BOOKS / Paperbacks

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Breach Candy by Luke Jennings, Vintage pounds 5.99. The background of this subtle, atmospheric novel is the sly depravity of the Indian film industry, about which Jennings writes in two voices, both belonging to neurotics - a recently retired American ballerina and a British TV film-maker obsessed with an Indian movie starlet. The eventual convergence of these two expatriates at a Bombay sea-bathing club is not at all what you might expect.

The Green Crow: Selected Writings by Sean O'Casey, Virgin pounds 7.99. With O'Casey 30 years dead, here is a bunch of occasional prose from 1957, now disinterred for a first paperbacking. The lead essay is enjoyably Behanesque in a verbally inebriated manner, while others (attacks on Noel Coward, various critics, opponents of a 'National Theatre') seem hardly worth reprinting. But the book is emphatically worth buying for four wonderful slice-of- life short stories which are unavailable elsewhere and stand comparison with Joyce's Dubliners.

Jagger Unauthorised by Christopher Andersen, Pocket Books pounds 6.99. 'The story of a generation' is how this book portentously describes itself, yet there's something to that. Jagger, 50 this year, has been an icon from the moment he appeared on Thank Your Lucky Stars in 1963, when a dull-witted TV executive told the Stones' manager to 'lose the vile-looking singer with the tyre- tread lips'. Clearly more polymorphous than most, Jagger goes for all the usual rock star excesses while not forgetting to phone his mum and his broker and to renew his MCC subscription. Overall he comes across as honest but a hypocrite, clever but a bozo, among other contradictions. 'Mick?' said Keith Richards once, 'he's a lovely bunch of guys.'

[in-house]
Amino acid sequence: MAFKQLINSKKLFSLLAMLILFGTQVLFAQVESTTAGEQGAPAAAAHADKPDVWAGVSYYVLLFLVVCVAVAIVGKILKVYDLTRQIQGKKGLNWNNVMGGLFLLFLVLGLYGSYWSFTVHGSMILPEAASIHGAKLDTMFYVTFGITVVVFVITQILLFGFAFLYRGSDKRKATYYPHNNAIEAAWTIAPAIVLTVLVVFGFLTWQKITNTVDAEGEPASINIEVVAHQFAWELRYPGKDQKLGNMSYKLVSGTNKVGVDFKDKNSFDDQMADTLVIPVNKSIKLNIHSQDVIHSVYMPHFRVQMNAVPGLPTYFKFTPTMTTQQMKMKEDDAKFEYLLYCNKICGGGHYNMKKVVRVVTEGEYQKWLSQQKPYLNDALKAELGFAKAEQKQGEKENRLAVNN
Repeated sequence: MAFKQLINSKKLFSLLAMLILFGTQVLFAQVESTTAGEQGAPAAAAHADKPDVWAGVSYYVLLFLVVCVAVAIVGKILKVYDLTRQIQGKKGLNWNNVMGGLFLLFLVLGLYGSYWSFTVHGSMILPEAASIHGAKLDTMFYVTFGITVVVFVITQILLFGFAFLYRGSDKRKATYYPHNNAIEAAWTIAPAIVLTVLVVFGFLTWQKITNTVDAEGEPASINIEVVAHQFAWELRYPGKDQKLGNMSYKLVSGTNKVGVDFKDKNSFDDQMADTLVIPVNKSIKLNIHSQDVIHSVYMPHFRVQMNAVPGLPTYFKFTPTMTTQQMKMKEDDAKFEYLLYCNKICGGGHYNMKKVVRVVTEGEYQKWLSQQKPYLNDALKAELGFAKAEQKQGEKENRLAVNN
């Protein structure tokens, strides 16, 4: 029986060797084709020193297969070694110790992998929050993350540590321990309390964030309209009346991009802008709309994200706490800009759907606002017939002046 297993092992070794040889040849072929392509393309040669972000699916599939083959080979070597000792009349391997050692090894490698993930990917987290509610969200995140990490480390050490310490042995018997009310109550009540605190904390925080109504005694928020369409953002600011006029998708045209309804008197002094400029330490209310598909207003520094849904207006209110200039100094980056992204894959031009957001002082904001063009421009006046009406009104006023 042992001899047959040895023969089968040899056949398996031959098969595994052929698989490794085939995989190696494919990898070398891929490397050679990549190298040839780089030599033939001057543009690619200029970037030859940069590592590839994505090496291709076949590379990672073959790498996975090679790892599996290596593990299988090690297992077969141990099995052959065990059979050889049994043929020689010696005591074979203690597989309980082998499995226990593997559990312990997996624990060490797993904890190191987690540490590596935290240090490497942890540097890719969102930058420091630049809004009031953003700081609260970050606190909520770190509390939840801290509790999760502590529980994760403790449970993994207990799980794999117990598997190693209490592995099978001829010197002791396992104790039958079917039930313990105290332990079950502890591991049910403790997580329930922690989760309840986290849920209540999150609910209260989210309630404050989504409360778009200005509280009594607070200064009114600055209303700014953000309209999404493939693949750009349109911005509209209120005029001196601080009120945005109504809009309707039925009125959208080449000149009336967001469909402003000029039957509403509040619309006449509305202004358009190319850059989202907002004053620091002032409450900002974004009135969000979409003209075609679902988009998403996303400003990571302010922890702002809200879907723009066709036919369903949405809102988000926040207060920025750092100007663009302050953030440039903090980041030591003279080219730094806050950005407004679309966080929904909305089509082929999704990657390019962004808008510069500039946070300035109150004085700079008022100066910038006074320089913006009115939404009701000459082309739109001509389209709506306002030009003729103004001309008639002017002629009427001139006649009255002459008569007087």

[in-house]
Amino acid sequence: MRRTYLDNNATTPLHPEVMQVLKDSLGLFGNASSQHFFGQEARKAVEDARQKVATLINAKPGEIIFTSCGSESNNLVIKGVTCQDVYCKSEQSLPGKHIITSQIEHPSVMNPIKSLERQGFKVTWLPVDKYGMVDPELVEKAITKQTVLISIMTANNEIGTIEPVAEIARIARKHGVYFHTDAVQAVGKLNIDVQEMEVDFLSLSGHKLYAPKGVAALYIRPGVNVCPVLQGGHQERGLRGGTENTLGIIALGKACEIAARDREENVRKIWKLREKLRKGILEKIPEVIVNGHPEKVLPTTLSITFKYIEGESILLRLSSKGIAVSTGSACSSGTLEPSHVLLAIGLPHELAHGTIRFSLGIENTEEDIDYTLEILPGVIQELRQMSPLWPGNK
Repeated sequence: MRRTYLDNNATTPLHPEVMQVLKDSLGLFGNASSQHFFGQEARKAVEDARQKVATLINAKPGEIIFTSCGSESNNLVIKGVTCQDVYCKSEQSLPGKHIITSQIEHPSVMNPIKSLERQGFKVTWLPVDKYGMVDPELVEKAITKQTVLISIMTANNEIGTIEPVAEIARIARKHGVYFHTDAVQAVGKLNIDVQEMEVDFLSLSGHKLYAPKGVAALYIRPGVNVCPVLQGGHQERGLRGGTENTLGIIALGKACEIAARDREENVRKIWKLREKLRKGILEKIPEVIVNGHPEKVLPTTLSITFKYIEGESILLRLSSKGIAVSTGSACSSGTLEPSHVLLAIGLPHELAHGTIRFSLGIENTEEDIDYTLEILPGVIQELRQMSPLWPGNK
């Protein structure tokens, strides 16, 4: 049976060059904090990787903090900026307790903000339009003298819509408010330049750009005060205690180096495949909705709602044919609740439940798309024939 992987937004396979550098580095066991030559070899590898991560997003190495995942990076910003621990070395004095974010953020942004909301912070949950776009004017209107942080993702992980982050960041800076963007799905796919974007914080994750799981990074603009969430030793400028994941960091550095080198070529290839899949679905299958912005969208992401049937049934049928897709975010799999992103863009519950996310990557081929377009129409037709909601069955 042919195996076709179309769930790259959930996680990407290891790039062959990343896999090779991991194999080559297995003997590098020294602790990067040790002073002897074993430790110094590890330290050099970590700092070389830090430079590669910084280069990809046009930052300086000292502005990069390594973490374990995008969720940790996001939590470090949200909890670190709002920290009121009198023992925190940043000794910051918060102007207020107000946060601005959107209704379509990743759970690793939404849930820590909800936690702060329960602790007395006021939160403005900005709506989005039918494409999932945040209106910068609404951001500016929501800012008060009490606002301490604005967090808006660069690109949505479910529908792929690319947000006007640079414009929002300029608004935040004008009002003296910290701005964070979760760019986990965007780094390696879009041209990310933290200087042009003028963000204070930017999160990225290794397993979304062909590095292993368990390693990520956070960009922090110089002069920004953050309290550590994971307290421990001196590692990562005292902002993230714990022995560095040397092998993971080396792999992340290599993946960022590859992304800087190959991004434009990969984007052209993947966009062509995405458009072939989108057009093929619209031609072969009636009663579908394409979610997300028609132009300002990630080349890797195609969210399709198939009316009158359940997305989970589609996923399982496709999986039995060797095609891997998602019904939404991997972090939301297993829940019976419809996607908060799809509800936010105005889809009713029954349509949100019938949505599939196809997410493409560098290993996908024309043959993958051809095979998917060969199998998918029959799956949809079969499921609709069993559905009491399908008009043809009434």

The Tenancy by Eva Figes, Minerva pounds 5.99. Edith Johnson, alone after years caring for an aged mother, is tenant in a house of 'multiple occupancy'. Her co-residents are all in their way victims - a single mother and her son, a refugee couple, a middle-aged woman on the verge of madness - but the screw is cruelly turned on their separate troubles when the Rachmanesque landlord tries to harass them. This vision of quiet inner-city desperation is sparely and perhaps superficially presented, yet its final effect is to dignify a demeaning condition with humanity and poise.

And When Did You Last See Your Father? by Blake Morrison, Granta pounds 6.99. A son's backward glance from beside his father's deathbed, settling accounts, resolving mysteries, testing his love for a man whose flawed character he faces with deadpan, unblinking honesty. Morrison offers parallel accounts of his father as a vigorously egocentric Skipton GP in the Fifties and Sixties, and as a cancer patient - reduced to a 'decrepit invalid to be patronised' - in the Nineties. The resulting intimate portrait is both fascinating and deeply moving.

The Opal and Other Stories by Gustav Meyrink, trs Maurice Raraty, Dedalus pounds 7.99. The Viennese Meyrink was an oddball - a satirist who was simultaneously a banker and an occult-freak. These tales - sci-fi, ghost-stories, gothic fables, oriental allegories - were written in the first decade of the century and are now translated for the first time. They make a magnificent introduction to his bizarre genius, which combined the sharp Bohemian scepticism of his contemporary Kafka with the mordant humour and outreach of Swift.